WHEN THE GODS FORSAKE US

Inexplicably disconsolate
I reach for a forbidden cigarette
out of a perverse loyalty to Paul Henreid
who sanctified the ritual of lighting up
back in the days when the Surgeon General
minded his own business.

Most of my significant decisions
were made during matinees
at the Alhambra, Danforth Avenue, 1943.
Fay Wray would have given that ape the slip
if she'd known how much I loved her,
ageless in reruns.
I'd never have torn her dress.

The casual slouch of Bogart's fedora,
Cary Grant's insouciant grin--
the mirror yawned at my worshipful impersonations.

No one warned me that the immortals would die.
Have I mentioned that I'm still in mourning
for Leslie Howard and Vivien Leigh?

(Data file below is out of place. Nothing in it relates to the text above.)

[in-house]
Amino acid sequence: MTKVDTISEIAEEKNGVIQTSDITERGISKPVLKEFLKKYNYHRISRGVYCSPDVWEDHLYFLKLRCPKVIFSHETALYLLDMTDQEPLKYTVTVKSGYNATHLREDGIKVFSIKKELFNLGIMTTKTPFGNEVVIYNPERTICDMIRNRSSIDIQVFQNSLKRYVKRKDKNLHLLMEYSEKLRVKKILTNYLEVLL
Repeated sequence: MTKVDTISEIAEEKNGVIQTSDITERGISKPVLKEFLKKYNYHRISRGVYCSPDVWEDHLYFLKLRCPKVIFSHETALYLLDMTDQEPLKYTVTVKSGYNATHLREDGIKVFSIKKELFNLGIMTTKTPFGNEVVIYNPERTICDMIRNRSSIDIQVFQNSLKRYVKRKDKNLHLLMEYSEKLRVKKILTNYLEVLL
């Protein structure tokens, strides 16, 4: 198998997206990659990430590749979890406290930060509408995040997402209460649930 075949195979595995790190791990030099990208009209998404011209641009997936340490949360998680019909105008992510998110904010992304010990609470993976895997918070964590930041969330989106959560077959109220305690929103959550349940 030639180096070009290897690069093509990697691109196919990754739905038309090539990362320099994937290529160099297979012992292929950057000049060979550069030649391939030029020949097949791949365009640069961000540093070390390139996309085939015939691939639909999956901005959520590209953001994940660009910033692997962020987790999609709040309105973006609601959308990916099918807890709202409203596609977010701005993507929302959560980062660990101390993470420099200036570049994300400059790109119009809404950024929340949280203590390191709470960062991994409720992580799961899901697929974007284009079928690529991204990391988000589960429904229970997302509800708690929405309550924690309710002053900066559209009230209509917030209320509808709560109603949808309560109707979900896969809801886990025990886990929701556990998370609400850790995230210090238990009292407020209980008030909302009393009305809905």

It's 1987 and friends in their 70s
who've forgotten Sonny Tufts
complain that they're up
several times in the night
and hint at other dark indignities.

I am inconsolable.
Do not come to me
saying in the clipped tones of Bette Davis,
What do you mean? Whatever do you mean?

For the years of his late adolescence and the earliest years of his adult life(1946-1952) we must also remain, scantily informed. All we get from these early years is the occasional poetic revelation into some aspect of the impressionable years of a Canadian youth and young adult who became, in the last dozen years of his adult life, a poet who defined and described the experience of Bahá'ís in the last half of the twentieth century, perhaps better than anyone else. The identity that White conferred on his readers was not so much his own, although he does give us a human and humorous taste, but theirs.